November 11, 2017
To stay fit, women may grind ‘chakki (stone grinder)’, fill water pitchers or sweep or mop floors, advised Rajasthan’s education department in its monthly magazine.
The magazine, Shivira, is meant for schoolteachers and usually carries essays on education, great personalities, or issues of general interest.
The 52-page November issue, apart from other essays, has a set of 14 instructions under the rubric ‘Swasth rehne ke saral upaay’ (Simple ways of staying fit).
In this, it also recommended against drinking alcohol and soft drinks-- particularly naming two beverage brands Coca Cola and Pepsi.
It said while early morning walks, running, cycling, horse-riding, swimming or any other sports are good for health, women can also stay fit by doing various household chores.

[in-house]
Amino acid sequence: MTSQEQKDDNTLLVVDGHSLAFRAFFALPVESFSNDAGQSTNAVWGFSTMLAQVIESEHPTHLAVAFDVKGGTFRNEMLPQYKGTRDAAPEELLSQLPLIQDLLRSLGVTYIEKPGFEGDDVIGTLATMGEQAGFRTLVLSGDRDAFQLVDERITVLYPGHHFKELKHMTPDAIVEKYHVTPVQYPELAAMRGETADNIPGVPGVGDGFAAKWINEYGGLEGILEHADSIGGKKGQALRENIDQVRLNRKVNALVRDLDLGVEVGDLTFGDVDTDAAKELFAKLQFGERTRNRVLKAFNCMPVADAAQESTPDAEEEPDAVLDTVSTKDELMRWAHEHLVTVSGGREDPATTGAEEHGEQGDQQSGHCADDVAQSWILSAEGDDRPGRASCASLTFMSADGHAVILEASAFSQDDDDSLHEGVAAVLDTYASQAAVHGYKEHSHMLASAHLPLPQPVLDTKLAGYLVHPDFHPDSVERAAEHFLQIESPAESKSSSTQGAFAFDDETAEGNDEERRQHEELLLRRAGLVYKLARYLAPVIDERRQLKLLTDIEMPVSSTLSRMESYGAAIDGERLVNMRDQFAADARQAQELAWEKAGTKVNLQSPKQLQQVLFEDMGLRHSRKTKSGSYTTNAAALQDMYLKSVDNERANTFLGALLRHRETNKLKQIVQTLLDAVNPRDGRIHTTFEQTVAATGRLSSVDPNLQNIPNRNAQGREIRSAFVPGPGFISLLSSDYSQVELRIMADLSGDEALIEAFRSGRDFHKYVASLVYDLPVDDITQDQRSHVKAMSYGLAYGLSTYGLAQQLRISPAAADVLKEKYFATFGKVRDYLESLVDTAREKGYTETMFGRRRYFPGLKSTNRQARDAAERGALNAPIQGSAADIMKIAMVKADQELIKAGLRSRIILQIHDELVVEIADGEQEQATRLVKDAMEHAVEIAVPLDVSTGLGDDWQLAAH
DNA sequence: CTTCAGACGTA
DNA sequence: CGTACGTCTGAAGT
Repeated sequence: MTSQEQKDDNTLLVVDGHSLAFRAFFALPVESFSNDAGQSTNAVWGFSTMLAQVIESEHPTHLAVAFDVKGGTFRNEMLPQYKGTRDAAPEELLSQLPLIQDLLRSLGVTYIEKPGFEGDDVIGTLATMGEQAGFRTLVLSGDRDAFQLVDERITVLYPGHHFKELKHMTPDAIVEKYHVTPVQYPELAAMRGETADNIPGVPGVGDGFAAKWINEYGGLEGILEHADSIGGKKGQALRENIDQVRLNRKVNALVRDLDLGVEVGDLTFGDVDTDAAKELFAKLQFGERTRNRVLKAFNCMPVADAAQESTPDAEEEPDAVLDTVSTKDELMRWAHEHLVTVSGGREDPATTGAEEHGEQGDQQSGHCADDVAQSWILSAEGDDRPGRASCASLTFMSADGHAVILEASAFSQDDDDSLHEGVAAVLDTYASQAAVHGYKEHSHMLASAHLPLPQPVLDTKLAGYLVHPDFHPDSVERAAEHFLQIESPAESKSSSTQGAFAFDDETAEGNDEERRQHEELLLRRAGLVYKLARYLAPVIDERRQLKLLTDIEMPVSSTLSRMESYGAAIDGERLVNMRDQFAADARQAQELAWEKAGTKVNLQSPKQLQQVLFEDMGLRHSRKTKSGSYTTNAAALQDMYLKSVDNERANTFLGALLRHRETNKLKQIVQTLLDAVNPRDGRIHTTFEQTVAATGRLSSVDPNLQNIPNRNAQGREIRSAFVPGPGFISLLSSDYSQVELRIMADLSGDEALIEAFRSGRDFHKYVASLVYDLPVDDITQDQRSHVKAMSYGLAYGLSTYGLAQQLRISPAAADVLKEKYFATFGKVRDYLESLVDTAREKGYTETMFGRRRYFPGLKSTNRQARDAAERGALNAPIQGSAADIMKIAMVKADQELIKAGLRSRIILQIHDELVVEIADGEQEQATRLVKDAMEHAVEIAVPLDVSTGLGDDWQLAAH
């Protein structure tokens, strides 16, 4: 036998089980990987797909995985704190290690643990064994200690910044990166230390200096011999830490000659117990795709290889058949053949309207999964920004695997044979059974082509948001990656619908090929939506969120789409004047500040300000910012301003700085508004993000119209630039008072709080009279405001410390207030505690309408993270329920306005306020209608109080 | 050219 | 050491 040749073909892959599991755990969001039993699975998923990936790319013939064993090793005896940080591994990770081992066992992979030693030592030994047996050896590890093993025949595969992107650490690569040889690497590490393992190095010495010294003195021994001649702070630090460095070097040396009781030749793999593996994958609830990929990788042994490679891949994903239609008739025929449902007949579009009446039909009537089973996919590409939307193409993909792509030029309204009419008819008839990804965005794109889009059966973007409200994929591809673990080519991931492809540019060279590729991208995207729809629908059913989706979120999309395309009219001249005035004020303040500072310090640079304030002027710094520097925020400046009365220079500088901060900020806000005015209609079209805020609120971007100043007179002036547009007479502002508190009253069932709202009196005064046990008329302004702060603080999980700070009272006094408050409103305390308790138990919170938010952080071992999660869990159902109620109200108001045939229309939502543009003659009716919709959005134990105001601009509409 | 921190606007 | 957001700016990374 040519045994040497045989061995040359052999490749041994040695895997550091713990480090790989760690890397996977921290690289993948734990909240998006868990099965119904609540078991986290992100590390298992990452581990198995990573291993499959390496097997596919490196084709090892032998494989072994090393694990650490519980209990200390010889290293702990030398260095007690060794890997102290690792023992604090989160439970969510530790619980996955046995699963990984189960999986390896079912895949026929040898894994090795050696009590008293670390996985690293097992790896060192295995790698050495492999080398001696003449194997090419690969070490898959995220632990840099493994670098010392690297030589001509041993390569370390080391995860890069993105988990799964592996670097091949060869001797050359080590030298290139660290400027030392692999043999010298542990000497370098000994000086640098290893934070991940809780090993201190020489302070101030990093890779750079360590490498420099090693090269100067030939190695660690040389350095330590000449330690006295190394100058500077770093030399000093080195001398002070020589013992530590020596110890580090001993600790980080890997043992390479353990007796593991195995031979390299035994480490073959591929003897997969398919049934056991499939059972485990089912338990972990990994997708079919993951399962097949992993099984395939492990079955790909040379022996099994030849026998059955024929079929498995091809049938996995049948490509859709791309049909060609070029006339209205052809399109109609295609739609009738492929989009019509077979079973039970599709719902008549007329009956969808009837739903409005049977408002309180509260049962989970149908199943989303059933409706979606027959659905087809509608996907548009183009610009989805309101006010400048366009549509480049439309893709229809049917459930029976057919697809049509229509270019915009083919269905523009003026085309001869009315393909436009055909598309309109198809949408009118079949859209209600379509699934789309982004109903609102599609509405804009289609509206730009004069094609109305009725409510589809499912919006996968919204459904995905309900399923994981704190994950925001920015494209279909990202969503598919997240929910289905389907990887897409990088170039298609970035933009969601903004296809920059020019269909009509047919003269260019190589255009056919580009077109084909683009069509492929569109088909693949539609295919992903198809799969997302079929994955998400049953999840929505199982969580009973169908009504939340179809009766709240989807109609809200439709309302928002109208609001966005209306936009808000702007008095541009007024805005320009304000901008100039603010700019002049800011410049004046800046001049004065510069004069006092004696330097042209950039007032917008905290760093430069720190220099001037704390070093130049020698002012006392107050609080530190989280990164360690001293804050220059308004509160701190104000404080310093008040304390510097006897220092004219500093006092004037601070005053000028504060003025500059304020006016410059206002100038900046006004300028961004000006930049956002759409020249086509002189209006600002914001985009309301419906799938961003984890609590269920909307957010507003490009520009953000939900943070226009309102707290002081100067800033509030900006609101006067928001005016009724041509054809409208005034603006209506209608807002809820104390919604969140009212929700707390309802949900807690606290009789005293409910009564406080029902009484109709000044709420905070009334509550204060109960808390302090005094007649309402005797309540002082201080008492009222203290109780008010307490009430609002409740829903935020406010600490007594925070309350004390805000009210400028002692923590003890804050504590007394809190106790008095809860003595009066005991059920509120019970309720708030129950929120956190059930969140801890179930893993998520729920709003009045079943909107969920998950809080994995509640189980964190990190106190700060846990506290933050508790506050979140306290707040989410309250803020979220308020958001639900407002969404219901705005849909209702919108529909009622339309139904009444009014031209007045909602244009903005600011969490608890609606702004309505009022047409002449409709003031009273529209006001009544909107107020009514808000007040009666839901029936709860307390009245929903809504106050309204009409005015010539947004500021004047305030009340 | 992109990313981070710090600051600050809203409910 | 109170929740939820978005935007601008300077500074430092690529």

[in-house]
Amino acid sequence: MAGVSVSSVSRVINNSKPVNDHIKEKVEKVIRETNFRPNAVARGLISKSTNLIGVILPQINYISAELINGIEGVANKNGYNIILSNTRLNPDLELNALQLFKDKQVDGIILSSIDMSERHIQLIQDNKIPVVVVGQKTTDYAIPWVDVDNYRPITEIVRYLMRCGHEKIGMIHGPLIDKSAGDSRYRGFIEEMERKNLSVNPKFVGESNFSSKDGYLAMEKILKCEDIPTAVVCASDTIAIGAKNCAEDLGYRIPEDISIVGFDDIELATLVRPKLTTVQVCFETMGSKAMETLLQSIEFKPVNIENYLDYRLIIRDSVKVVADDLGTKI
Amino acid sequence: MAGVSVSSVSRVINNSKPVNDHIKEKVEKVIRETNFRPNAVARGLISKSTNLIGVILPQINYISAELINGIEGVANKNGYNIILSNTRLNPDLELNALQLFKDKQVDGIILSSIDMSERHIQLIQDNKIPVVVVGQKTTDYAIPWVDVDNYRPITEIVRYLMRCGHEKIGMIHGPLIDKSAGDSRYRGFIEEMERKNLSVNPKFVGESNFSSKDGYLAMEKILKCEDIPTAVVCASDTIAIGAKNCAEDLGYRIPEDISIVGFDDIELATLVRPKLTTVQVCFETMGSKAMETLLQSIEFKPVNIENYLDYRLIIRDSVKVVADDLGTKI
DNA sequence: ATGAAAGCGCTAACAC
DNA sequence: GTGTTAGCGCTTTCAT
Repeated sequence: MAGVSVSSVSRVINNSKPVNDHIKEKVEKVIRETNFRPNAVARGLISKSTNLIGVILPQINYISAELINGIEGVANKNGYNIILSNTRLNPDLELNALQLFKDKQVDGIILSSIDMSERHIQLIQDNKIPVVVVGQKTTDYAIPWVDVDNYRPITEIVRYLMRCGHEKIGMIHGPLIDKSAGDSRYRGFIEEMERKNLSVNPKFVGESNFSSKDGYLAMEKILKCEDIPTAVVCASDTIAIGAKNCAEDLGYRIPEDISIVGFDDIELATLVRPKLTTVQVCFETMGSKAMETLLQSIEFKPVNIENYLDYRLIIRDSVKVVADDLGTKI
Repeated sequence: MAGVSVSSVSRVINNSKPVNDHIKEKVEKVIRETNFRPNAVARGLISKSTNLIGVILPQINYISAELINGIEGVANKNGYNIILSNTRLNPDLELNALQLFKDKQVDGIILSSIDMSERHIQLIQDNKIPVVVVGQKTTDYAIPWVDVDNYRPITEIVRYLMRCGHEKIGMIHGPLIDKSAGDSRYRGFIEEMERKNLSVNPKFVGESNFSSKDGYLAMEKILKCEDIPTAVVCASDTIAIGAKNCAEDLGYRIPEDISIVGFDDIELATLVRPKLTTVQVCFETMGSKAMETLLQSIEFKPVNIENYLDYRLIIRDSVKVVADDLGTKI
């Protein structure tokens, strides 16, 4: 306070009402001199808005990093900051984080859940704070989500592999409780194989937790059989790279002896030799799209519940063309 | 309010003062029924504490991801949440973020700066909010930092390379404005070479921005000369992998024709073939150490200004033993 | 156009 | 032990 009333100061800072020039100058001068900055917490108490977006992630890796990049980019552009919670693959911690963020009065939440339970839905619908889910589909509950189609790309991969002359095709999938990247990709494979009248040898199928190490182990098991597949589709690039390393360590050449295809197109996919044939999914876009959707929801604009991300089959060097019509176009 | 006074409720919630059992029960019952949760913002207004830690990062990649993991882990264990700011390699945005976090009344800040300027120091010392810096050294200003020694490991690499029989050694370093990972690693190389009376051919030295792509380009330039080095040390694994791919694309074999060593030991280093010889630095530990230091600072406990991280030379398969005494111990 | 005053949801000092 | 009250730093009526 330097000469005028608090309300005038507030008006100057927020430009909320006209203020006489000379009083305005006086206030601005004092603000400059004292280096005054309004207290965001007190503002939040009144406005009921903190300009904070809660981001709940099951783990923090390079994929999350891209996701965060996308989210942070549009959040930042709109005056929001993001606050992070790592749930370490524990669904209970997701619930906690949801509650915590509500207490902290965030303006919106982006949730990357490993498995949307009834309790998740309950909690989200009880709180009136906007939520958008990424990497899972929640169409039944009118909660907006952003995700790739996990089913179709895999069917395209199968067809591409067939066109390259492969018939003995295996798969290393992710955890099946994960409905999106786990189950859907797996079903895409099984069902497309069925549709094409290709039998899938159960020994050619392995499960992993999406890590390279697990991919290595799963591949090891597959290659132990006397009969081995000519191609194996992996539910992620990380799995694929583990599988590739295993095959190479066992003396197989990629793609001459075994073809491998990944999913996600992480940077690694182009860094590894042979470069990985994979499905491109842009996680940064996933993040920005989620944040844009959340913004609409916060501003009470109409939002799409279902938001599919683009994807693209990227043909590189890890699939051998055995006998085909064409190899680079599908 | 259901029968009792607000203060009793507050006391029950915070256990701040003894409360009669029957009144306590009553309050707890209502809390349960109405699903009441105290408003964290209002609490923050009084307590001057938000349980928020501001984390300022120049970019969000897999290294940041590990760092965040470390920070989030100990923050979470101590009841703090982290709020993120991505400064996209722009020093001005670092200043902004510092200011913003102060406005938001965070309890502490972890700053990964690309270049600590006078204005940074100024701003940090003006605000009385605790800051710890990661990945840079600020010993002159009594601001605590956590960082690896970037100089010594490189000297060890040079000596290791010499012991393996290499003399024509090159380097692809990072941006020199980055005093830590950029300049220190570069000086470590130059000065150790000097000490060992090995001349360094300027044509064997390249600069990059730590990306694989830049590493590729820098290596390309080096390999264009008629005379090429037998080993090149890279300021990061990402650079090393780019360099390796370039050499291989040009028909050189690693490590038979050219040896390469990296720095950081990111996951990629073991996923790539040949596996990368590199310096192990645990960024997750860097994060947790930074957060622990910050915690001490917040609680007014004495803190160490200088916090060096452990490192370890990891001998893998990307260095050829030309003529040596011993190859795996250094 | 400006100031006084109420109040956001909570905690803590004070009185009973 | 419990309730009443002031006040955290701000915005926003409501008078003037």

Among others, it also dwelt on merits of green vegetables, germinated grains, milk, buttermilk, high-fiber flour, etc.
“Bhojan saada karo evam usey prasad roop mein grahan karo (Have simple food and eat it as if you’re taking religious offerings).
The alleged sexist ‘health’ advice for women has particularly drew flak from rights activists
“It’s very shameful that the education department is reinforcing the same stereotypes that education is supposed to liberate us from,” said Kavita Srivastava, the national secretary of the People’s Union for Civil Liberties.
Nathmal Didel, the director, secondary education, and magazine’s chief editor, too admitted that the domestic activities should not have been suggested as exercise specifically for women.
“But that is how it has been happening in our society and the writer was probably influenced by that. I assure you, there is no discriminatory intention behind this,” Didel added.
It’s not the first time that the education department found itself in the midst of a controversy.
Earlier this year, it sought to revise history by suggesting, in the revised Class X social science textbook introduced in the current session, that Maharana Pratap defeated Mughal emperor Akbar in the battle of Haldighati in 1576, a move that raised several eyebrows.